top of page

Matt Thomas

For Bobby

Even as summer rises, green leaves rustling, whetting their edges
I'm the inside of a fence stalking the out, a driver, too young to shoot,
doves tearing through the husks as we marched, car alarms,
firing one at a time, up the block, sun like an overwashed bedsheet
above glances back over rolling shoulders at the crack of a shot,
clack of the jaw of the dead. That changing air—cold eating
through jeans into long underwear, taillights disappearing,
breeze ticking the dried leaves twisted in place like frozen rags.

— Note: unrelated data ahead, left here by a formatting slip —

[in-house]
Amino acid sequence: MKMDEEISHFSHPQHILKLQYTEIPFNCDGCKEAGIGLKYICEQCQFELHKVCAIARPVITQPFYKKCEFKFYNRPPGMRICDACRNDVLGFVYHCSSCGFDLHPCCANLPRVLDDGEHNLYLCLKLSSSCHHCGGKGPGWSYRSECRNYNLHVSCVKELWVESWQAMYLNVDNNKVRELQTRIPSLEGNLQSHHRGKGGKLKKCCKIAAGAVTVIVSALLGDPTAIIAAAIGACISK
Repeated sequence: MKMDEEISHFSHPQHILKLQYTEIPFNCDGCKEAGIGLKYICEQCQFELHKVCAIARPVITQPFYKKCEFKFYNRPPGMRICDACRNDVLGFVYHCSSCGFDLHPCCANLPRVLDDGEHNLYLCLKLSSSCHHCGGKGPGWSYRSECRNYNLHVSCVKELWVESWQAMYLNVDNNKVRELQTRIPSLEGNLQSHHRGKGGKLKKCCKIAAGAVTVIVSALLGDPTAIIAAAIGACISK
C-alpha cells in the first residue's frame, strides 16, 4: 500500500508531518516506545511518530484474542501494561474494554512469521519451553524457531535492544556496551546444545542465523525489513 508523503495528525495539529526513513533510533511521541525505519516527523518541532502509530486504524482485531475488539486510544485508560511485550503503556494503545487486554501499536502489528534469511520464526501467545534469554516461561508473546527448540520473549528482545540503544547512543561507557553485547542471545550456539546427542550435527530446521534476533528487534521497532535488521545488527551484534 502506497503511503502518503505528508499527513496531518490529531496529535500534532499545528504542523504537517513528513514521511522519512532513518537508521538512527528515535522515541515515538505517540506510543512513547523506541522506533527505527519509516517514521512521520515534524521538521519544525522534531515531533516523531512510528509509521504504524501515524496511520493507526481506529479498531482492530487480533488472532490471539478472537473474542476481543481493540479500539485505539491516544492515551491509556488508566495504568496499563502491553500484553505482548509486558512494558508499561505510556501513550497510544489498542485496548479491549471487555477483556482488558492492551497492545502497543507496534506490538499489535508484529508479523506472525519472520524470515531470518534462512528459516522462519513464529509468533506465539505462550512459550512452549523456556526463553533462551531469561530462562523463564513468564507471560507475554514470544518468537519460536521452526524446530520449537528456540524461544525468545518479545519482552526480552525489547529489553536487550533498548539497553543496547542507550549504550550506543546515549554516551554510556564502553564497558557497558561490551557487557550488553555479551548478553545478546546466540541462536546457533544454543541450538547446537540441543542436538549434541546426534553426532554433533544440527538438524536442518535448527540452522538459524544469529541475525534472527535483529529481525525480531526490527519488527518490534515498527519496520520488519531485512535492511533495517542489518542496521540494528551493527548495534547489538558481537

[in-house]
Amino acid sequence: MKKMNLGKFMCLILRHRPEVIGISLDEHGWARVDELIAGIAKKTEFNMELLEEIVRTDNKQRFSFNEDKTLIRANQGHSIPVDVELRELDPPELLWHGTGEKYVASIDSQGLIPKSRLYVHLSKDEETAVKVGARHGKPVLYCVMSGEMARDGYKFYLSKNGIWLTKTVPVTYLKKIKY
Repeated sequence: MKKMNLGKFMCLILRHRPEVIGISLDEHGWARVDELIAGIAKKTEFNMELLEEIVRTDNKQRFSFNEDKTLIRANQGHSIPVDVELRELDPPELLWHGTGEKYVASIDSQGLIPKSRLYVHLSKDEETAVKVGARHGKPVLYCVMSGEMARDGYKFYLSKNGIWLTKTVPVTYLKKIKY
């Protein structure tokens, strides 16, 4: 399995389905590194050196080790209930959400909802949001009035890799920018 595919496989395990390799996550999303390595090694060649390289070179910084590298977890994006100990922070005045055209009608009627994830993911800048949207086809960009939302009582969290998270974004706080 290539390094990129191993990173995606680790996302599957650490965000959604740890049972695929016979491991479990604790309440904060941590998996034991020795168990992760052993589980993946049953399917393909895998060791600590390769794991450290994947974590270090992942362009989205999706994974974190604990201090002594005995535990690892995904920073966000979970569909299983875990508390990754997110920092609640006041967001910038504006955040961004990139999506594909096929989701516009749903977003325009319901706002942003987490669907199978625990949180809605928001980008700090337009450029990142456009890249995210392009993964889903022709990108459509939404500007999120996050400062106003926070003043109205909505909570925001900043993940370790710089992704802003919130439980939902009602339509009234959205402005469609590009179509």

Next day, Sunday, shared bed, Casey Kasem, smell of dog, chaff on the carpet.


I still prefer to wake up that way,
window open,
dedicating songs to lost causes.
You in the ground, me above it, same dirt.
Keeping an eye
on the driver beside me
maintaining the line, ceremony of our season.


Note: This poem appears in the collection Disappearing by the Math, Silver Bow Publishing, Canada


bottom of page